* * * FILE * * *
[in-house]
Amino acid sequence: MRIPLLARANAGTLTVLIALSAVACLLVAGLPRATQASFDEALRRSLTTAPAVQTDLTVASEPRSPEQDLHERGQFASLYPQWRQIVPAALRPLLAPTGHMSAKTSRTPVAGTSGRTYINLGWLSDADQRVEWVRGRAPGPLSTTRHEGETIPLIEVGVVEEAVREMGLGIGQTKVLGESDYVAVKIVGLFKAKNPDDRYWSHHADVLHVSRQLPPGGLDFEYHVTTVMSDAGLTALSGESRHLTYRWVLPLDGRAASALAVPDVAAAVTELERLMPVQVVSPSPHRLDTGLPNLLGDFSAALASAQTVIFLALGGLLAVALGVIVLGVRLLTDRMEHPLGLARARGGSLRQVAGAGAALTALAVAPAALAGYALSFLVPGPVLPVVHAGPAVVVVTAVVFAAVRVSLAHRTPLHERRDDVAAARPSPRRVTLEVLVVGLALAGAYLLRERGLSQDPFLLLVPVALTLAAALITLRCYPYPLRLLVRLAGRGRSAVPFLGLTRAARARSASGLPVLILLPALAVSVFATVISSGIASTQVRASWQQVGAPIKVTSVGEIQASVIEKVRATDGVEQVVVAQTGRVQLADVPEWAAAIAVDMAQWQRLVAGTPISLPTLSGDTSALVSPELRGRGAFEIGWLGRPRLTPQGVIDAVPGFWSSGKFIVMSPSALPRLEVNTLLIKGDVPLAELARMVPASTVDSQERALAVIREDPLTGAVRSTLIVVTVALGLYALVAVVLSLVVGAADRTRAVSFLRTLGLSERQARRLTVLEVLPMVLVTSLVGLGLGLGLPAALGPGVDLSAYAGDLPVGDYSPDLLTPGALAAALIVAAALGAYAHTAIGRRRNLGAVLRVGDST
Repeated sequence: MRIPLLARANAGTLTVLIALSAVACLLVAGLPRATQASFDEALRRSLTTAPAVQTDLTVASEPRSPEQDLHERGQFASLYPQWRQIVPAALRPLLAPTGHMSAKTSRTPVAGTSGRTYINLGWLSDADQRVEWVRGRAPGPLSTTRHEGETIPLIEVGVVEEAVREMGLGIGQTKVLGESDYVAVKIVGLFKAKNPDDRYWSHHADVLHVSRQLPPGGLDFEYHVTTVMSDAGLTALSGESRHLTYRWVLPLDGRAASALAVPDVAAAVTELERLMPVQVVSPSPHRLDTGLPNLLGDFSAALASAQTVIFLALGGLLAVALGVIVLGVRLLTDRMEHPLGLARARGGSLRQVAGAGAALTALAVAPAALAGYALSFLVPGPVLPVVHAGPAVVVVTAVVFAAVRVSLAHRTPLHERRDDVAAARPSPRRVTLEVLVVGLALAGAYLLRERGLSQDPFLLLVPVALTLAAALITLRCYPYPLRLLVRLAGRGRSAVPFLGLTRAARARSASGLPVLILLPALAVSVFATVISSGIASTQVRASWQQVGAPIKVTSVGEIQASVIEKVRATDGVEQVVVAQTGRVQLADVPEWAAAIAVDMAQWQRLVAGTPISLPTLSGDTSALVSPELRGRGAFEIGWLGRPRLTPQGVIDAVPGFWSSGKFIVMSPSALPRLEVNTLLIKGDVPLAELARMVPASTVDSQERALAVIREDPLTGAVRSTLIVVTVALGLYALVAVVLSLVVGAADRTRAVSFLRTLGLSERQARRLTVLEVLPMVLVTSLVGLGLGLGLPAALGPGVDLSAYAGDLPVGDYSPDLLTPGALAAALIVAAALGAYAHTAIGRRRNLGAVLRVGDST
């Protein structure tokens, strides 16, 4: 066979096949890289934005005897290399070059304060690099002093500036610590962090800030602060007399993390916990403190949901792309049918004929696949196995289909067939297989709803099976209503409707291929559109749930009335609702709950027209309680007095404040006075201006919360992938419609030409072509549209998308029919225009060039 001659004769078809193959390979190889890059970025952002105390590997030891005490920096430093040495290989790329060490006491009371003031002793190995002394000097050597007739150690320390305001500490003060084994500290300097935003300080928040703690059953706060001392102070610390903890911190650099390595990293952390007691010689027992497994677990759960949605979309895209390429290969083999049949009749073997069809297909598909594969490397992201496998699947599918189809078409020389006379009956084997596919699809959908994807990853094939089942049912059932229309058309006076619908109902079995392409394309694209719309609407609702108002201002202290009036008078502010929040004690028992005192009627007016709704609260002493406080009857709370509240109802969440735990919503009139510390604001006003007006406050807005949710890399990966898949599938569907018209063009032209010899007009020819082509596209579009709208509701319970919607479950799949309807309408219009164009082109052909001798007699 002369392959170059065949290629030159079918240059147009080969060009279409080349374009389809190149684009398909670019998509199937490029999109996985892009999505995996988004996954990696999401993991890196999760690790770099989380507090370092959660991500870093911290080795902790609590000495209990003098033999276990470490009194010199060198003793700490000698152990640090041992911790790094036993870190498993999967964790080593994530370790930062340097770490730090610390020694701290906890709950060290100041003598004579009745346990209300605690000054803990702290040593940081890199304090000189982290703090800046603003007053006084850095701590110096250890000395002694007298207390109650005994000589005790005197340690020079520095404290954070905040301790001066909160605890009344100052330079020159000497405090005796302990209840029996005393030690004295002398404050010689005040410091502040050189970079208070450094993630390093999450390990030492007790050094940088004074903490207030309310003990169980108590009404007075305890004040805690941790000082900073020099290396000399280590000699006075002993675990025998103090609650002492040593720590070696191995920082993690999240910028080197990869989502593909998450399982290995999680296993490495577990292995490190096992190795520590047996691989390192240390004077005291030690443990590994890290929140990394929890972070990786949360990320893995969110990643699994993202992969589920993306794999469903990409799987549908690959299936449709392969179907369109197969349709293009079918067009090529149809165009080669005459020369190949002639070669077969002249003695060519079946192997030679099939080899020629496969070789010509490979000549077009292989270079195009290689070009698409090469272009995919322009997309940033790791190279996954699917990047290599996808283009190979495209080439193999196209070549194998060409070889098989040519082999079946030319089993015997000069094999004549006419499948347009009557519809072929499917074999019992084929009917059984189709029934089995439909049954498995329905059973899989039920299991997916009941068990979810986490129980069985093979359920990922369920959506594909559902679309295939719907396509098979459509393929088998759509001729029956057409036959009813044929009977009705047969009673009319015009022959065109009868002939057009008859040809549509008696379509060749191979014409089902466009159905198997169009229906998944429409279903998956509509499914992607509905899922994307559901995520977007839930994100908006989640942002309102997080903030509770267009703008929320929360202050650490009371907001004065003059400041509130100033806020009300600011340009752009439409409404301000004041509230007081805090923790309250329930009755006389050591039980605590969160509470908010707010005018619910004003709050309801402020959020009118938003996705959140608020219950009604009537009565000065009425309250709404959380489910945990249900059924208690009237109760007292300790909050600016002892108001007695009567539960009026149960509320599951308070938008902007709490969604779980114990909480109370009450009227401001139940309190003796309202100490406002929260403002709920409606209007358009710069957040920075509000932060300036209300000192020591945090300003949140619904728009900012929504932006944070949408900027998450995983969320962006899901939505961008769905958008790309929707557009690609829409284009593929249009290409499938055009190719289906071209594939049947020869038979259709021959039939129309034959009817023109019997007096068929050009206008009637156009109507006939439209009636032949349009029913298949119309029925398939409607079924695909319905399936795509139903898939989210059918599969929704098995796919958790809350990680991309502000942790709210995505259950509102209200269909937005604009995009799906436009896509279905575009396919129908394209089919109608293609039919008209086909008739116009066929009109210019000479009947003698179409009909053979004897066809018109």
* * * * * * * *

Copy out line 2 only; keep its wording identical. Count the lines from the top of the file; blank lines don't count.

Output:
Amino acid sequence: MRIPLLARANAGTLTVLIALSAVACLLVAGLPRATQASFDEALRRSLTTAPAVQTDLTVASEPRSPEQDLHERGQFASLYPQWRQIVPAALRPLLAPTGHMSAKTSRTPVAGTSGRTYINLGWLSDADQRVEWVRGRAPGPLSTTRHEGETIPLIEVGVVEEAVREMGLGIGQTKVLGESDYVAVKIVGLFKAKNPDDRYWSHHADVLHVSRQLPPGGLDFEYHVTTVMSDAGLTALSGESRHLTYRWVLPLDGRAASALAVPDVAAAVTELERLMPVQVVSPSPHRLDTGLPNLLGDFSAALASAQTVIFLALGGLLAVALGVIVLGVRLLTDRMEHPLGLARARGGSLRQVAGAGAALTALAVAPAALAGYALSFLVPGPVLPVVHAGPAVVVVTAVVFAAVRVSLAHRTPLHERRDDVAAARPSPRRVTLEVLVVGLALAGAYLLRERGLSQDPFLLLVPVALTLAAALITLRCYPYPLRLLVRLAGRGRSAVPFLGLTRAARARSASGLPVLILLPALAVSVFATVISSGIASTQVRASWQQVGAPIKVTSVGEIQASVIEKVRATDGVEQVVVAQTGRVQLADVPEWAAAIAVDMAQWQRLVAGTPISLPTLSGDTSALVSPELRGRGAFEIGWLGRPRLTPQGVIDAVPGFWSSGKFIVMSPSALPRLEVNTLLIKGDVPLAELARMVPASTVDSQERALAVIREDPLTGAVRSTLIVVTVALGLYALVAVVLSLVVGAADRTRAVSFLRTLGLSERQARRLTVLEVLPMVLVTSLVGLGLGLGLPAALGPGVDLSAYAGDLPVGDYSPDLLTPGALAAALIVAAALGAYAHTAIGRRRNLGAVLRVGDST